Transcription by Kate Atkinson

Transcription by [Atkinson, Kate]
Juliet Armstrong is 18 years old at the start of the Second World War, and her mother has just died. She doesn't have any other family, and nor does she have any money - she's working as a chambermaid to get by - but she does have an excellent typing speed and a gift for lying. It's these things that see her recruited to M15, where she's given a role as an audio typist, transcribing recordings of secret meetings between Godfrey Toby, a secret agent, and a group of fifth columnists who believe Toby to be a Nazi spy to whom they pass information.

Juliet, however, soon becomes more than a typist, and before long she's been given a new name, a lesson in picking locks and a gun for her handbag.

On one level, Kate Atkinson's Transcription is a gripping period spy novel, full of tension and intrigue, but on another, it's a book about identity, belonging and control. Juliet is often flippant, sometimes coldly observant, occasionally mercenary, but at times her vulnerability shows through, and paradoxically, it's perhaps this vulnerability and her lack of the anchor normally provided by family and friends that helps her assume new identities with such ease.

"Don’t let your imagination run away with you, Miss Armstrong," she remembers people telling her. "But why would you not when the reality was so awful?"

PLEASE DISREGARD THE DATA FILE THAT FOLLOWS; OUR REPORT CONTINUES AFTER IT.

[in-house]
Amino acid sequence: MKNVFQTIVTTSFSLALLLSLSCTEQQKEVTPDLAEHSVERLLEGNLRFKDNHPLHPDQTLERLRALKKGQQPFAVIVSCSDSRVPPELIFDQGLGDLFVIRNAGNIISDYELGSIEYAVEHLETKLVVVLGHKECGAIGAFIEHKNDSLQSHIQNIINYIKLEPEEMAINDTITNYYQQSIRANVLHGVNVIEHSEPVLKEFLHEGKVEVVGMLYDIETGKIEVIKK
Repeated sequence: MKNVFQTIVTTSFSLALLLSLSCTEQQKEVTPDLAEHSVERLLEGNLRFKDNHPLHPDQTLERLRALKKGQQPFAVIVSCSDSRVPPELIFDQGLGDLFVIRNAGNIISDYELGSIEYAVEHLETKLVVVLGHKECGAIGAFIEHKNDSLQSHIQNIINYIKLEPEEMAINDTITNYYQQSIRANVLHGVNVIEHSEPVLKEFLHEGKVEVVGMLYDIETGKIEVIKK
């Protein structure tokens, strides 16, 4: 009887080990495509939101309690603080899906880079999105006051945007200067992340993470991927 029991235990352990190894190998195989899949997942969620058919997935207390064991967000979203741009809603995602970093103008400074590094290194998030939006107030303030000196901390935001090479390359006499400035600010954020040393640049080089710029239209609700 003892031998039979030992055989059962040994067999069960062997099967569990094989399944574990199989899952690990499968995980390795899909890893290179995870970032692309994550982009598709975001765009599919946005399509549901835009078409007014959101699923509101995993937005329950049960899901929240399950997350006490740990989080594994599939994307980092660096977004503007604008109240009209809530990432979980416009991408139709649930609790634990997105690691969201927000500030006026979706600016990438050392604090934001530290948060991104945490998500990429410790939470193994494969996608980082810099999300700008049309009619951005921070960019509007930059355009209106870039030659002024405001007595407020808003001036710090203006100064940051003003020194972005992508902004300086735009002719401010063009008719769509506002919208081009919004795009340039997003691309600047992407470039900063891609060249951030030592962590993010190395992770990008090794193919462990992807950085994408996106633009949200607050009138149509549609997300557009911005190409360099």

Juliet's position as a single woman in the 1940s and 50s is also explored. She observes herself that her career, both during the war and in peacetime, has been shaped by the men she's encountered, and she's well aware that she's often a pawn in their game, and not just when it comes to espionage. The war itself further reduces her options - choice, she notes, is one of the first casualties of war. Everyone around her seems to have secrets, so it's perhaps unsurprising, then, that she becomes attached to the idea of keeping a few secrets of her own - it's one of the few ways she can retain a degree of control.

Throughout Transcription, there are constant references to books, films, plays and acting. Everybody is hiding something, everyone is pretending - even the weather, as the London fog descends, seems determined to conceal and confuse. Juliet herself observes that her MI5 colleagues are "like characters in a Henry James novel. One of the later, more opaque ones, perhaps. Who, she wondered, was the most opaque of them all?"

Like all Kate Atkinson's novels, Transcription is often very funny, full of beautifully observed details and caustic asides. There are also some astute - in the current political climate, all too relevant - analyses of the fine line between nationalism and fascism, and the eagerness of certain groups to look for a scapegoat for every problem their country faces ("women and the Jews tend to be first in line").  It's almost painfully sad at times - yet never in a way that's melodramatic or overblown; this is, after all, a very British novel full of very British characters.

It took me until New Year's Eve to post this review, but Transcription is definitely a late entry in my list of contenders for my favourite novel of year. Read it now.